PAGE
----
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Looking back at the bloody Avalanche-Wings rivalry

by Rick Sadowski
There wasn't a fiercer rivalry in sports than the one waged between the Colorado Avalanche and Detroit Red Wings from the mid-1990s through the early 2000s.

Fists flew and more than a few drops of blood were spilled when the teams met, but they also played high-quality hockey, combining for five Stanley Cup championships in a seven-year span from 1996-2002.

Only a few players remain from when the rivalry was at its peak, and the animosity and tension that existed among Avalanche and Red Wings players has diminished considerably in recent seasons.

Here's a look back at some of the rivalry's more memorable moments:

May 23, 1996: Game 3, Western Conference Finals, McNichols Sports Arena, Denver -- Red Wings forward Slava Kozlov slams Avalanche defenseman Adam Foote face-first into the glass in the first period, opening a large gash on Foote's forehead. He bleeds profusely and needs 20 stitches to close the cut, but he returns and scores a goal. None of the on-ice officials see the hit, so no penalty is called. Colorado forward Claude Lemieux is assessed a minor roughing penalty for retaliating with a sucker punch that bloodies Kozlov's mouth. The Red Wings win 6-4, cutting the Avalanche's series lead to 2-1.

After the game, Red Wings coach Scotty Bowman shouts obscenities at Lemieux from the team bus as Lemieux walks through the parking lot with his wife and child.

May 24, 1996: Off-day following Game 3, McNichols Sports Arena -- Avalanche coach Marc Crawford is asked about Bowman's request that the NHL review Lemieux's punch against Kozlov. "I'm not really surprised by it," Crawford answers. ''Scotty Bowman is notorious for taking an incidental factor in the game and trying to create a lot of focus around that. He does it by planting questions in the media. He does it by trying to create an awful lot of controversy. He's a great thinker, but he thinks so much that he even gets the plate in his head to cause interference in our headsets during the game." The reference is to a head injury suffered by a teenaged Bowman, who suffered a cracked skull when struck with a stick.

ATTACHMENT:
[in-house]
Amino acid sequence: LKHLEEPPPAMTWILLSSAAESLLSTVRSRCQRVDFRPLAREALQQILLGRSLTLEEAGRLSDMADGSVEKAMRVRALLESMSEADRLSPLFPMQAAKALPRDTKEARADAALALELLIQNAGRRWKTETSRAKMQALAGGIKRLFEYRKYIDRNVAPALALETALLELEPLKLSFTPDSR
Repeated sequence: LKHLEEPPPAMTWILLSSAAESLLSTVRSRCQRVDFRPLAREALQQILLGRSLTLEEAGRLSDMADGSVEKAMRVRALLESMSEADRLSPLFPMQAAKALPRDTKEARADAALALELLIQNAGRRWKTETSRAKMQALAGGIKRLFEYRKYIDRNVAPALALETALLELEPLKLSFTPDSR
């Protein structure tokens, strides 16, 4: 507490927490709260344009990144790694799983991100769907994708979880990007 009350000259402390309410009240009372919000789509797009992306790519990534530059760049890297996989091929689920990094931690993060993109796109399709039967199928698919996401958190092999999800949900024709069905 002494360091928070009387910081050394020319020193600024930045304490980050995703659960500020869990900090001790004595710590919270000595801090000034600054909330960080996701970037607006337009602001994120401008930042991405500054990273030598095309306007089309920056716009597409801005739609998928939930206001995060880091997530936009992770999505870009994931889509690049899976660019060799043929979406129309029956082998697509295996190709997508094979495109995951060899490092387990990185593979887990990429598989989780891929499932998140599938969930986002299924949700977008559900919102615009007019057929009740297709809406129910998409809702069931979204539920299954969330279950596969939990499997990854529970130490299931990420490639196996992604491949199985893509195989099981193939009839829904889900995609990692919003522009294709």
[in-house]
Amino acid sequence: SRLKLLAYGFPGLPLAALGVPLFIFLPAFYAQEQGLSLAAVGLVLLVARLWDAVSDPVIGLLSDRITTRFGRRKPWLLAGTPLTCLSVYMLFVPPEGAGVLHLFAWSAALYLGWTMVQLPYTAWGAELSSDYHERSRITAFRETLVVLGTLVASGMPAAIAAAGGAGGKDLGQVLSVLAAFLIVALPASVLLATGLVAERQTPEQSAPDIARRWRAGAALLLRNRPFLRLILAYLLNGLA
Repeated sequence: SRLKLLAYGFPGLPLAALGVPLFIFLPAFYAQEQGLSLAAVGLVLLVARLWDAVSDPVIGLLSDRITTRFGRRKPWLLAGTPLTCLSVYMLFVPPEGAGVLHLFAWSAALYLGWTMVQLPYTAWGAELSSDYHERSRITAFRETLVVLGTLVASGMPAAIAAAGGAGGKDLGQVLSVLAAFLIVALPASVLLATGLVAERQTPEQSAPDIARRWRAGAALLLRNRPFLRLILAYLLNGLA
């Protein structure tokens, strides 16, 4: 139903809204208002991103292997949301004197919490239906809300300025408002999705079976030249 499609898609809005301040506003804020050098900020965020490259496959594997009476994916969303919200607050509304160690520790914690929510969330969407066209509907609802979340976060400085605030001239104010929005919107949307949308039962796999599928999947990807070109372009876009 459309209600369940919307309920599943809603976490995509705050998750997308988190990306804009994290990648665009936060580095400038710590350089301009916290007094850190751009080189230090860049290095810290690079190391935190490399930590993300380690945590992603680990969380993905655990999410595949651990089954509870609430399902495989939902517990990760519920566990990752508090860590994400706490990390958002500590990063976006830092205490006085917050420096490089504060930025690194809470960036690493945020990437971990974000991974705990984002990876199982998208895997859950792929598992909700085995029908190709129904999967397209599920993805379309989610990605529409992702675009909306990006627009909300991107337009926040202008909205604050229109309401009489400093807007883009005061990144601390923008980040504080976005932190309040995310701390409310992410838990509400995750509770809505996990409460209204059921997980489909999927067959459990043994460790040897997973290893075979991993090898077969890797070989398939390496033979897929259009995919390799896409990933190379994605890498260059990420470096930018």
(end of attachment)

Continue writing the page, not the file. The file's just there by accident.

Bowman is surprised by Crawford's comment. "Ah, he's a young coach,'' he responds. "What the hang. He's got a lot of pressure on him. Sometimes your reputation (for playing mind games) precedes you, and sometimes it's baloney. Am I not supposed to try to win and send in the tape and ask for a review so I can be friends with the other coach? He's really getting down." Following the review, Lemieux is assessed a one-game suspension.

May 29, 1996: Game 6, Western Conference Finals, McNichols Sports Arena -- The incident that ratcheted the rivalry takes place in the first period when Lemieux checks Kris Draper from behind in front of the Red Wings bench. Draper hits the boards face-first and suffers a broken cheekbone, a fractured jaw and nose, and several broken teeth. Lemieux is handed a major penalty and game misconduct. The Avalanche go on to clinch a berth in the Stanley Cup Final with a 4-1 win, after which Lemieux says: "I got more satisfaction out of this win than any other win. I was sorry to hear (Draper) was badly cut and injured by the hit. That happens every game. I saw it happening (on television replays) after I got thrown out." Lemieux claims he was trying to apply the brakes before hitting Draper. "He was skating backwards and we were shoulder to shoulder,'' Lemieux says. "I was coming in and I was trying to stop and it just happened to be a bad hit. I should know better."

Draper, who needs 30 stitches to close facial cuts, rips into Lemieux. "I just hope the League saw my face," he says. "I didn't know who did it. When I found out, I wasn't surprised. I have two friends over there (on the Avalanche) and I'm not going to tell you who. They came over to see how I was and they told me it was a classless act."